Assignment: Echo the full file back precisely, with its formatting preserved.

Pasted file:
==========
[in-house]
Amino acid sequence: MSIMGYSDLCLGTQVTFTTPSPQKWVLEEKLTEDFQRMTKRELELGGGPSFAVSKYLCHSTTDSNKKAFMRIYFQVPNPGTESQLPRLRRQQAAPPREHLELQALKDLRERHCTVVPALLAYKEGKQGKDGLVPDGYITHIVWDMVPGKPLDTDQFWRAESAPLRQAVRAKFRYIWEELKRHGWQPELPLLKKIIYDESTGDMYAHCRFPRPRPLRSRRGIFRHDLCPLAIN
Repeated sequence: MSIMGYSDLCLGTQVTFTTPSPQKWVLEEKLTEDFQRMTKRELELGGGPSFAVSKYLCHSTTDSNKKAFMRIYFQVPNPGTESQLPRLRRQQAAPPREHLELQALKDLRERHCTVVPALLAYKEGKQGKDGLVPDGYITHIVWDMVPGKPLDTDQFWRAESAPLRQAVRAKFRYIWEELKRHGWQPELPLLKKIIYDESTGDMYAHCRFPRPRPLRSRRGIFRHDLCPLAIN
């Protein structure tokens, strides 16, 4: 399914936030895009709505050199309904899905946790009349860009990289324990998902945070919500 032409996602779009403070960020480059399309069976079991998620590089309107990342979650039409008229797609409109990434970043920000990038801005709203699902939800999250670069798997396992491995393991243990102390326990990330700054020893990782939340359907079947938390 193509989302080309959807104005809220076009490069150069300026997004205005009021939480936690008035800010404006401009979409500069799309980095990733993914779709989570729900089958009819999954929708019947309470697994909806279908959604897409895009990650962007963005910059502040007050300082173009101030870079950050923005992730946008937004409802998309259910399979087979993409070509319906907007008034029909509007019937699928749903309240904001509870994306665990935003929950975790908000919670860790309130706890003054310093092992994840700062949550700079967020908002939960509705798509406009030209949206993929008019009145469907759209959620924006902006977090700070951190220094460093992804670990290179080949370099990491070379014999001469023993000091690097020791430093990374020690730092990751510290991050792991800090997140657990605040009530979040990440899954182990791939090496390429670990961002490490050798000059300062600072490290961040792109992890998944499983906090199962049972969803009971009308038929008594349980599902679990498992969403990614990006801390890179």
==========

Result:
[in-house]
Amino acid sequence: MSIMGYSDLCLGTQVTFTTPSPQKWVLEEKLTEDFQRMTKRELELGGGPSFAVSKYLCHSTTDSNKKAFMRIYFQVPNPGTESQLPRLRRQQAAPPREHLELQALKDLRERHCTVVPALLAYKEGKQGKDGLVPDGYITHIVWDMVPGKPLDTDQFWRAESAPLRQAVRAKFRYIWEELKRHGWQPELPLLKKIIYDESTGDMYAHCRFPRPRPLRSRRGIFRHDLCPLAIN
Repeated sequence: MSIMGYSDLCLGTQVTFTTPSPQKWVLEEKLTEDFQRMTKRELELGGGPSFAVSKYLCHSTTDSNKKAFMRIYFQVPNPGTESQLPRLRRQQAAPPREHLELQALKDLRERHCTVVPALLAYKEGKQGKDGLVPDGYITHIVWDMVPGKPLDTDQFWRAESAPLRQAVRAKFRYIWEELKRHGWQPELPLLKKIIYDESTGDMYAHCRFPRPRPLRSRRGIFRHDLCPLAIN
């Protein structure tokens, strides 16, 4: 399914936030895009709505050199309904899905946790009349860009990289324990998902945070919500 032409996602779009403070960020480059399309069976079991998620590089309107990342979650039409008229797609409109990434970043920000990038801005709203699902939800999250670069798997396992491995393991243990102390326990990330700054020893990782939340359907079947938390 193509989302080309959807104005809220076009490069150069300026997004205005009021939480936690008035800010404006401009979409500069799309980095990733993914779709989570729900089958009819999954929708019947309470697994909806279908959604897409895009990650962007963005910059502040007050300082173009101030870079950050923005992730946008937004409802998309259910399979087979993409070509319906907007008034029909509007019937699928749903309240904001509870994306665990935003929950975790908000919670860790309130706890003054310093092992994840700062949550700079967020908002939960509705798509406009030209949206993929008019009145469907759209959620924006902006977090700070951190220094460093992804670990290179080949370099990491070379014999001469023993000091690097020791430093990374020690730092990751510290991050792991800090997140657990605040009530979040990440899954182990791939090496390429670990961002490490050798000059300062600072490290961040792109992890998944499983906090199962049972969803009971009308038929008594349980599902679990498992969403990614990006801390890179």